Mondays are Physical Day at Taking it to the Streets
Tuesdays are Ideas/Information Day at Taking it to the Streets
So today you get a ‘two-fer’ – a book review on a book about nutrition and health. I wrote a bit about this book when I first started reading it and promised I’d report back to you.
So let me start by saying that if you’re a woman you’ve either read or thumbed through “women’s magazines”. And maybe you’ve noticed all the eight zillion articles about how you HAVE TO BE thin to get a man and thus, have a worthwhile life. If you are a thinking woman this perhaps has annoyed you.
I know many women in my community (I’m gay) are insulted by this cultural bias and seem to take it almost as a point of pride to do a little flip-off to “lookisms” and the tyranny of slenderness by just Not.Giving.A.Shit
And while I personally find overweight to be aesthetically unpleasing, I do agree that having fashion set by gay male fashion designers who seem to want women to look like teenaged boys is rather annoying.
If the whole question of weight were just aesthetics, I’d say “well, to each their own” and not give it another thought.
This book made me take (at least internally – at least for now) a more strident stance.
Because it’s truly a matter of life and death.
At the benefit concert for my 46 year old friend who just died of adenocarcinoma (111 days after diagnosis) her best guy friend, Greg, said to me: “You know, I’m getting disillusioned with the health care industry even though I work in it. A million dollars worth of tests and treatments and this is the best they can do. Really? I’m mad!”
I said to Greg that it is my belief that while many of the folks involved are no doubt well-intentioned, they aren’t looking at the big picture. Ask your family doctor how many classes they took in medical school on nutrition. And think about it – when was the last time you went to the doctor and got nutritional and lifestyle advice rather than a prescription? If the answer is “within my lifetime” you are amazingly lucky and I want the name of your doctor.
I keep reading in multiple areas that 75-80% of disease is “lifestyle” – meaning bad food and no exercise.
And the definition of “good for you food” keeps changing – which is what felt revolutionary to me about this book. When I first started reading about nutrition in the 1970s it was all about eating low-fat and carbs, carbs, carbs. Dr. Atkins came along in, I think, 1982, but that seemed like a diet-fad to me so I paid it no heed.
This guy – Gary Taubes – basically says that Atkins got it mostly right – but explains the science behind it. Thanks to him I understand what triglycerides are and how they relate to high-carb eating. I understand the role insulin plays in regulating your overall health. And I understand why it really is true that sleeping more helps you lose weight.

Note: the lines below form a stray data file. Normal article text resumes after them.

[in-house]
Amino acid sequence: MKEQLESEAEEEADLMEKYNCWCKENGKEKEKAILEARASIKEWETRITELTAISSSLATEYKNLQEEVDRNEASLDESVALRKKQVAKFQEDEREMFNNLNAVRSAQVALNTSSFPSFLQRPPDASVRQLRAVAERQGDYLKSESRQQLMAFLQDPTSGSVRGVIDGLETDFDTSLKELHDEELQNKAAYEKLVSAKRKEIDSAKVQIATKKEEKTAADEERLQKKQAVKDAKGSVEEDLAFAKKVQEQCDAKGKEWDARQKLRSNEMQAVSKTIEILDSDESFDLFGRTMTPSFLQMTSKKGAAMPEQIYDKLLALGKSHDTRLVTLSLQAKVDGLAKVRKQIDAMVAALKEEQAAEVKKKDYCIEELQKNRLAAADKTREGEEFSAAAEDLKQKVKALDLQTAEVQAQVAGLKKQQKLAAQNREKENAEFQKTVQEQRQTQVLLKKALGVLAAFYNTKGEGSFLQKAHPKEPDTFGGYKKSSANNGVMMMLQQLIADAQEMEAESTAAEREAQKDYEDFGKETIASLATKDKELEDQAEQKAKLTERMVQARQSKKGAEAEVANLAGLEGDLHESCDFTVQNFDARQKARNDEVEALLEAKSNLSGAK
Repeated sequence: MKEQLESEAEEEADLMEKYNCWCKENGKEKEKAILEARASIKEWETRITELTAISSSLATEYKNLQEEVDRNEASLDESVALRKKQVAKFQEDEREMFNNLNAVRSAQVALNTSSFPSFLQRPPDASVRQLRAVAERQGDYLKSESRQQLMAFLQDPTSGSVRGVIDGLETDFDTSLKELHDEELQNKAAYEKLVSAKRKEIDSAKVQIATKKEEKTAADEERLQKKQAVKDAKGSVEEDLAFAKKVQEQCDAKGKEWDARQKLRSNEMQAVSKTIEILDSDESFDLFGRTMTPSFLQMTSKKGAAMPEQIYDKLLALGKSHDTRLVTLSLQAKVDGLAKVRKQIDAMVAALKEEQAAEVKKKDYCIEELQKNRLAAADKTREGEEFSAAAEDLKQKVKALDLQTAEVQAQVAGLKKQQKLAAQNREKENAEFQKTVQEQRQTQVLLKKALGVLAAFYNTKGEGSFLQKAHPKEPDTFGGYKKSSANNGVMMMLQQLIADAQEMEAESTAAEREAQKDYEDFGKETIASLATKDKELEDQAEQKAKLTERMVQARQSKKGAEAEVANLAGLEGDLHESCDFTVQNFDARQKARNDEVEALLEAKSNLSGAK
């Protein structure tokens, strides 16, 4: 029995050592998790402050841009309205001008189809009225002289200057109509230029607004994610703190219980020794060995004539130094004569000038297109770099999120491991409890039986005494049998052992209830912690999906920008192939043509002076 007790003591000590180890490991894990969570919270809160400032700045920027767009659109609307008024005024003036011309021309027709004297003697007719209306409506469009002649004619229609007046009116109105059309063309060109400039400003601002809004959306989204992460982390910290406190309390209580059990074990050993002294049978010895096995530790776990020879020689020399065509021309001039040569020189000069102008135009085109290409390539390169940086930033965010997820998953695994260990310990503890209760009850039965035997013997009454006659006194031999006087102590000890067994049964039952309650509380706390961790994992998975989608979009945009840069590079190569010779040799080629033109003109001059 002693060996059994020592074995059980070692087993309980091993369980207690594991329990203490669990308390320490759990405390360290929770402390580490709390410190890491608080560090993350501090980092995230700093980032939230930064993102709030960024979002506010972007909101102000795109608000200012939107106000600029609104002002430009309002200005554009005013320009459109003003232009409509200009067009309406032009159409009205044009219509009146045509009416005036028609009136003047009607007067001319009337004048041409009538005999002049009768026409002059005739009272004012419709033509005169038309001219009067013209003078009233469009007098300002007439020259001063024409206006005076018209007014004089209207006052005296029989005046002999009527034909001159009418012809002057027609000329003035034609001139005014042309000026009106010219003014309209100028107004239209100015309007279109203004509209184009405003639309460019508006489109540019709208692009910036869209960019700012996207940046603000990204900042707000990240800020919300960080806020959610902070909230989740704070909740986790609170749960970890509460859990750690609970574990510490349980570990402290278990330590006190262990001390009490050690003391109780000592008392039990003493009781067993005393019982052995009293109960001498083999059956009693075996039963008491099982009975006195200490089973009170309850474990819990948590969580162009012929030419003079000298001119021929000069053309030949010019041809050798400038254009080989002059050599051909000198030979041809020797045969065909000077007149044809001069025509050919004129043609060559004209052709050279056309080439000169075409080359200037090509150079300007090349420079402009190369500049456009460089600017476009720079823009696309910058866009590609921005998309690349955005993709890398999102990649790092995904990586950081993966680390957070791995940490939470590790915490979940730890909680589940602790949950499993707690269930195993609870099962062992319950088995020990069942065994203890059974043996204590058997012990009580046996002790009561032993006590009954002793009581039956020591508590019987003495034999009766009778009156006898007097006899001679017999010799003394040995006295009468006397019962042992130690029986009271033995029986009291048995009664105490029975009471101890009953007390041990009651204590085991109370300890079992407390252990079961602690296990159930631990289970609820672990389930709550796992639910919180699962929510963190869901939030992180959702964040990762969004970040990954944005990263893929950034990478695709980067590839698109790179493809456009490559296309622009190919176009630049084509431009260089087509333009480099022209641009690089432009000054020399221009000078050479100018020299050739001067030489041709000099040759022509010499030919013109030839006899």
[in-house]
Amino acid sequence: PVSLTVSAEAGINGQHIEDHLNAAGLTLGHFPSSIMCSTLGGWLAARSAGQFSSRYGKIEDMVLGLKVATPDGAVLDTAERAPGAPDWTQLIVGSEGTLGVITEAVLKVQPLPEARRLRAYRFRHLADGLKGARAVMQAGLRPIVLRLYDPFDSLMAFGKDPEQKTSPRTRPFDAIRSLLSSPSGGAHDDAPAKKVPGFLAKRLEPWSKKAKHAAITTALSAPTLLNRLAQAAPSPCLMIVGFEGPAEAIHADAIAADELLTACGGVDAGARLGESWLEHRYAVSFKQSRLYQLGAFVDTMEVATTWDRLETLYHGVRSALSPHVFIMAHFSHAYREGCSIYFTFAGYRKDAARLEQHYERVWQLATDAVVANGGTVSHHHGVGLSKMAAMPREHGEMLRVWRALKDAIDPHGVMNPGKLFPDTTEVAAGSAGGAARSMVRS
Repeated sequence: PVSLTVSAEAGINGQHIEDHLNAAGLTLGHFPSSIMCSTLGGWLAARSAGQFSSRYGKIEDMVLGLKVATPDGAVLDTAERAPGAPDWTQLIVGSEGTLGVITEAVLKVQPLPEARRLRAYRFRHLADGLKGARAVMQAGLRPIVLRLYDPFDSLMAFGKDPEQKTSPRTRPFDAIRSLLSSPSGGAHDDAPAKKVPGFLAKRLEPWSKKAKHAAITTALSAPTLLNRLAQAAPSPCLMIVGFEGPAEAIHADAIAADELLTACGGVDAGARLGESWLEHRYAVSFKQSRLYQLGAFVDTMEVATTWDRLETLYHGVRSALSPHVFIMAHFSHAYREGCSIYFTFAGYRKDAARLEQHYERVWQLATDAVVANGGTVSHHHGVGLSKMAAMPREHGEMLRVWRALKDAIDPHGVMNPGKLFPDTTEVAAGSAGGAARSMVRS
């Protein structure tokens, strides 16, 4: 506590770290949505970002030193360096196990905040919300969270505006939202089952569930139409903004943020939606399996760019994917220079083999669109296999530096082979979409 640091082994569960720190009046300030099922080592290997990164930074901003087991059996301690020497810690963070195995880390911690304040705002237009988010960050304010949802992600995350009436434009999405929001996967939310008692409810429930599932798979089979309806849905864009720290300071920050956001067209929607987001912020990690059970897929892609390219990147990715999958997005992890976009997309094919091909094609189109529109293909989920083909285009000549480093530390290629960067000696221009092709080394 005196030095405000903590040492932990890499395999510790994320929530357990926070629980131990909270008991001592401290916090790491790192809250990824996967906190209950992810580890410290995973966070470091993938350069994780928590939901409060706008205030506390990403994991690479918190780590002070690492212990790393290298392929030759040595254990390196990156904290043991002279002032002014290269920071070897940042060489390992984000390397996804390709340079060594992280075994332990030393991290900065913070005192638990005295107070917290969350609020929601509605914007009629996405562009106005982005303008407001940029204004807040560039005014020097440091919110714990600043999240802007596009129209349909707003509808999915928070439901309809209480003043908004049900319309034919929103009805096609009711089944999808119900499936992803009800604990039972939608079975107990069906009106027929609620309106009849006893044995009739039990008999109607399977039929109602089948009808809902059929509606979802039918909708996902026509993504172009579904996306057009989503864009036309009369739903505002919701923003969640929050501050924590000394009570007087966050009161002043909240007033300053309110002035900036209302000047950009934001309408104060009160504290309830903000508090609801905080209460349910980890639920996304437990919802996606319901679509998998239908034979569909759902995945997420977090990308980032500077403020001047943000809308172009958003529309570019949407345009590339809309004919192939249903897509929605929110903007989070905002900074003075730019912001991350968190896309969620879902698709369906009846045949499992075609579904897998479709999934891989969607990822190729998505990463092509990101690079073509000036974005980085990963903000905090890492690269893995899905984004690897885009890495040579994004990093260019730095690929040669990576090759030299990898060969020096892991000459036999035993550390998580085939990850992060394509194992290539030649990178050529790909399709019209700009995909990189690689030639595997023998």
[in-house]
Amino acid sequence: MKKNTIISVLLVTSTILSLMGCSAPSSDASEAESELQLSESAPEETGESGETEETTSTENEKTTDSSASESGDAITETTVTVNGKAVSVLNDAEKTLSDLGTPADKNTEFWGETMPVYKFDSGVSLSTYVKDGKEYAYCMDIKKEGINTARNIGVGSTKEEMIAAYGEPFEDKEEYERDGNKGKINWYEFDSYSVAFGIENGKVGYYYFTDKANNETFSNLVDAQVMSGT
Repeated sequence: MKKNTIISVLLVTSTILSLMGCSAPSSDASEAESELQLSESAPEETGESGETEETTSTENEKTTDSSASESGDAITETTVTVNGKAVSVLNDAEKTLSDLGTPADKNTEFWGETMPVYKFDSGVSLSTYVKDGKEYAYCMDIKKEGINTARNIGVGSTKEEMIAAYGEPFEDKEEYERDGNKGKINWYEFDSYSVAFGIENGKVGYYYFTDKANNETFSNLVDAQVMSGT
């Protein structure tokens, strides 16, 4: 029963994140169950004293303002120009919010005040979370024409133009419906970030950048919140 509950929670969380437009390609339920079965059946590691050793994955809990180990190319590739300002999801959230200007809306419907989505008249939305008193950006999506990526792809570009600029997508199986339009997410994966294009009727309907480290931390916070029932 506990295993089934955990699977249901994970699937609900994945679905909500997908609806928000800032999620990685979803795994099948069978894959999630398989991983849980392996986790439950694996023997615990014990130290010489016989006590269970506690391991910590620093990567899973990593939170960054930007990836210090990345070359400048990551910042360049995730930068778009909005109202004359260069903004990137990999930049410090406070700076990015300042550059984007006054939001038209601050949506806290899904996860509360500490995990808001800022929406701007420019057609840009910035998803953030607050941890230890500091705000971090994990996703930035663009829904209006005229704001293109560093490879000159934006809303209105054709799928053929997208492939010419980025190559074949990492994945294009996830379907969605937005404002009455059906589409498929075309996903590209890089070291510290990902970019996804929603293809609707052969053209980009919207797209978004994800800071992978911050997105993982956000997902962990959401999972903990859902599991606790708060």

So the book has this “let’s sell a boatload of copies” title “Why We Get Fat” – and it talks a lot about weight loss. But I was reading it to find out about health – one of the main benefits of weight loss is very concrete health improvements.
However, when my brother started eating the Atkins diet (lots of meat, eggs, and green leafy veggies) I was very concerned about his heart as this our family’s weak link – heart disease. So Mr. Taubes has a whole section “The Heart Disease Argument” in his chapter “The Nature of a Healthy Diet” addressing just that very concern.
I was telling my friend last night that I’m eager to see what all ‘my numbers’ are when I go for an annual physical later in the spring. I’m kind of a “show me” girl – so I want to see if the changes I’ve been making – no wheat, very few grains of any kinds, virtually no processed foods, more protein, lots of veggies, fruit and nuts and (other than dark chocolate) no sugar – if that has made a difference.
One thing I DO know is that when I was eating the way I had learned was healthy I was fat and had high cholesterol. My BMI is still in the overweight zone, but not by a huge amount – so Taubes argument about weight loss seems true. And I’ll soon see what the other numbers say.
More protein. More fat (yes, you read that right). Less carbs. I’ll tell you one thing – you don’t get very hungry when you eat that way. The whole point of this is regulating your insulin. If you’re thinking “Well, we don’t have diabetes in my family” I’d say a few things – look around – there’s an EPIDEMIC of diabetes in this country. And also – unregulated insulin contributes to heart disease (which I knew) and cancer (which I did not) too.
If you care about nutrition and heath and longevity (and quality of life while you’re living a long time) I HIGHLY recommend this book. I’m tweaking the way I eat even more based on reading it.
Oops – time to go put my hard boiled eggs in the refrigerator so they’re ready for breakfast tomorrow. I’m open to changing how I eat to have a vibrant life – how about you?